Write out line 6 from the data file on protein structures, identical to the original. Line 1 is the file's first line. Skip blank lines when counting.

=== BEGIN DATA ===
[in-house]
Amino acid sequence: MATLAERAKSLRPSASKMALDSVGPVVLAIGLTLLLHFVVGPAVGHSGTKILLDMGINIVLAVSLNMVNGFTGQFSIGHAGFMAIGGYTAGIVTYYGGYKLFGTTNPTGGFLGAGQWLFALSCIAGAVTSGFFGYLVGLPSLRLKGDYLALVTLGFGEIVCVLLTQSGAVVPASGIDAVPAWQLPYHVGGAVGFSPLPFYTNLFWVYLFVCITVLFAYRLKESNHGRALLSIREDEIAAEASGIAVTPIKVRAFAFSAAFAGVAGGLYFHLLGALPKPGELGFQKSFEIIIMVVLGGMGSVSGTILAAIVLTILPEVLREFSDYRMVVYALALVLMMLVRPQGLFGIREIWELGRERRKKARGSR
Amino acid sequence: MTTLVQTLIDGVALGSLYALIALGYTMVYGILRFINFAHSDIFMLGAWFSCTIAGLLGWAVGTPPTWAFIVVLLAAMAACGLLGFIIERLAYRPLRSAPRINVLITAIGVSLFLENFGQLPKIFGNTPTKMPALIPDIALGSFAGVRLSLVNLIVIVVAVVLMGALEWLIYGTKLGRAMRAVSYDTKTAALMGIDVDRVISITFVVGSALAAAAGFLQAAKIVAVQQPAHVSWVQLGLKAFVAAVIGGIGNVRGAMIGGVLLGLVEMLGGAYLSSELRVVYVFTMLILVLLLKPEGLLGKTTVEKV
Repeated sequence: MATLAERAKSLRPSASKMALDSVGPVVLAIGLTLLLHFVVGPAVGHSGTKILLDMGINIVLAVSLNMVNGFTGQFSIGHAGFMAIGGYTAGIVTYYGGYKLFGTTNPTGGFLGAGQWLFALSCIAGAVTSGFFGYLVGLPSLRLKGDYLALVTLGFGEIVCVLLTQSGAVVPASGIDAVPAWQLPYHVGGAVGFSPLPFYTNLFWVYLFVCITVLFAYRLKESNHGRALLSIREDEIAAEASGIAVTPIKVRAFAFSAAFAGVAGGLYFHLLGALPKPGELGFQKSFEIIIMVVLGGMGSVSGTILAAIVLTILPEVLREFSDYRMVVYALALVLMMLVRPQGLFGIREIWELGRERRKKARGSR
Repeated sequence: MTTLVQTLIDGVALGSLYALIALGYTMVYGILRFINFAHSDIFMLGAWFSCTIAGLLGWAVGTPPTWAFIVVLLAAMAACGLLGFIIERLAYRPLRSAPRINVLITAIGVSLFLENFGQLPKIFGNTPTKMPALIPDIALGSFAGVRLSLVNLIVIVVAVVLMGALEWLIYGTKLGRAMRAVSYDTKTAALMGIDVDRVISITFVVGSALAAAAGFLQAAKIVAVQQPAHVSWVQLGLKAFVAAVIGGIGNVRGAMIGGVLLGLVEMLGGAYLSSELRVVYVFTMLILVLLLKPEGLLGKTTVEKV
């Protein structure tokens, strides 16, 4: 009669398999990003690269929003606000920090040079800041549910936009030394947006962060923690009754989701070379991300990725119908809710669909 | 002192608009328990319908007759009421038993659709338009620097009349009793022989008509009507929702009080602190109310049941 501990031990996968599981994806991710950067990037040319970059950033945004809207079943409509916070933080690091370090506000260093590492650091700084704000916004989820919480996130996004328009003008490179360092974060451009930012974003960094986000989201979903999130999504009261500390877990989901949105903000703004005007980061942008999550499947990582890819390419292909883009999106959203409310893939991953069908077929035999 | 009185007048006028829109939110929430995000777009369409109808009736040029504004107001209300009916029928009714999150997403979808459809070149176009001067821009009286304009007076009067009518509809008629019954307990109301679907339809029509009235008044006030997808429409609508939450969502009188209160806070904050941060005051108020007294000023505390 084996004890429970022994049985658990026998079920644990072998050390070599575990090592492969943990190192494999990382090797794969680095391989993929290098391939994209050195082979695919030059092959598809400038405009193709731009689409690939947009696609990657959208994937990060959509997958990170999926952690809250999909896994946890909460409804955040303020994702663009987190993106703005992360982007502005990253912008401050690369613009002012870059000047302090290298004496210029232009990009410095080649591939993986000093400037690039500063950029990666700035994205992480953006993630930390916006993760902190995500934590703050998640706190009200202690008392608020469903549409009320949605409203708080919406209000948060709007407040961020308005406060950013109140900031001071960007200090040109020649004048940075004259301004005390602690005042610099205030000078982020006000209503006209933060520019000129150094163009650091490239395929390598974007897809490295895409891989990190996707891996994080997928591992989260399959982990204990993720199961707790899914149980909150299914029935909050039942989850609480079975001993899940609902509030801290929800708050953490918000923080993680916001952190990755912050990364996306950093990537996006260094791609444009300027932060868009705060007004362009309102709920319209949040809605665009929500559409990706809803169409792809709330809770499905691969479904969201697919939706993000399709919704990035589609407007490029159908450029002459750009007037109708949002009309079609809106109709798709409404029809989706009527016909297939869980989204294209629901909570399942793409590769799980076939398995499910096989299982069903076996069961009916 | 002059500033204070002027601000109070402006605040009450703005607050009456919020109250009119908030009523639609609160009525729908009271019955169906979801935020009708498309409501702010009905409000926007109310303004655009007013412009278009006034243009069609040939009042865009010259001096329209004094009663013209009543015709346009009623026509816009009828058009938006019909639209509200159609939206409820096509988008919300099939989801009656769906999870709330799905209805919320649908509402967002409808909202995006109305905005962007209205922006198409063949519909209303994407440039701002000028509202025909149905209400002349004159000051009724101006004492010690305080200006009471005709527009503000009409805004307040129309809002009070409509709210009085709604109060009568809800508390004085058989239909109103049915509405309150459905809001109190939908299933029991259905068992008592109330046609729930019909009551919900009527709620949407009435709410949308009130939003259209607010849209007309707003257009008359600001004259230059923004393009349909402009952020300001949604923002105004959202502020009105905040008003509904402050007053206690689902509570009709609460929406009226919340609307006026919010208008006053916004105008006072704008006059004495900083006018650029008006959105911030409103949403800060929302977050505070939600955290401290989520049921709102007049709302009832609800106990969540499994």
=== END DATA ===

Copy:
């Protein structure tokens, strides 16, 4: 009669398999990003690269929003606000920090040079800041549910936009030394947006962060923690009754989701070379991300990725119908809710669909 | 002192608009328990319908007759009421038993659709338009620097009349009793022989008509009507929702009080602190109310049941 501990031990996968599981994806991710950067990037040319970059950033945004809207079943409509916070933080690091370090506000260093590492650091700084704000916004989820919480996130996004328009003008490179360092974060451009930012974003960094986000989201979903999130999504009261500390877990989901949105903000703004005007980061942008999550499947990582890819390419292909883009999106959203409310893939991953069908077929035999 | 009185007048006028829109939110929430995000777009369409109808009736040029504004107001209300009916029928009714999150997403979808459809070149176009001067821009009286304009007076009067009518509809008629019954307990109301679907339809029509009235008044006030997808429409609508939450969502009188209160806070904050941060005051108020007294000023505390 084996004890429970022994049985658990026998079920644990072998050390070599575990090592492969943990190192494999990382090797794969680095391989993929290098391939994209050195082979695919030059092959598809400038405009193709731009689409690939947009696609990657959208994937990060959509997958990170999926952690809250999909896994946890909460409804955040303020994702663009987190993106703005992360982007502005990253912008401050690369613009002012870059000047302090290298004496210029232009990009410095080649591939993986000093400037690039500063950029990666700035994205992480953006993630930390916006993760902190995500934590703050998640706190009200202690008392608020469903549409009320949605409203708080919406209000948060709007407040961020308005406060950013109140900031001071960007200090040109020649004048940075004259301004005390602690005042610099205030000078982020006000209503006209933060520019000129150094163009650091490239395929390598974007897809490295895409891989990190996707891996994080997928591992989260399959982990204990993720199961707790899914149980909150299914029935909050039942989850609480079975001993899940609902509030801290929800708050953490918000923080993680916001952190990755912050990364996306950093990537996006260094791609444009300027932060868009705060007004362009309102709920319209949040809605665009929500559409990706809803169409792809709330809770499905691969479904969201697919939706993000399709919704990035589609407007490029159908450029002459750009007037109708949002009309079609809106109709798709409404029809989706009527016909297939869980989204294209629901909570399942793409590769799980076939398995499910096989299982069903076996069961009916 | 002059500033204070002027601000109070402006605040009450703005607050009456919020109250009119908030009523639609609160009525729908009271019955169906979801935020009708498309409501702010009905409000926007109310303004655009007013412009278009006034243009069609040939009042865009010259001096329209004094009663013209009543015709346009009623026509816009009828058009938006019909639209509200159609939206409820096509988008919300099939989801009656769906999870709330799905209805919320649908509402967002409808909202995006109305905005962007209205922006198409063949519909209303994407440039701002000028509202025909149905209400002349004159000051009724101006004492010690305080200006009471005709527009503000009409805004307040129309809002009070409509709210009085709604109060009568809800508390004085058989239909109103049915509405309150459905809001109190939908299933029991259905068992008592109330046609729930019909009551919900009527709620949407009435709410949308009130939003259209607010849209007309707003257009008359600001004259230059923004393009349909402009952020300001949604923002105004959202502020009105905040008003509904402050007053206690689902509570009709609460929406009226919340609307006026919010208008006053916004105008006072704008006059004495900083006018650029008006959105911030409103949403800060929302977050505070939600955290401290989520049921709102007049709302009832609800106990969540499994």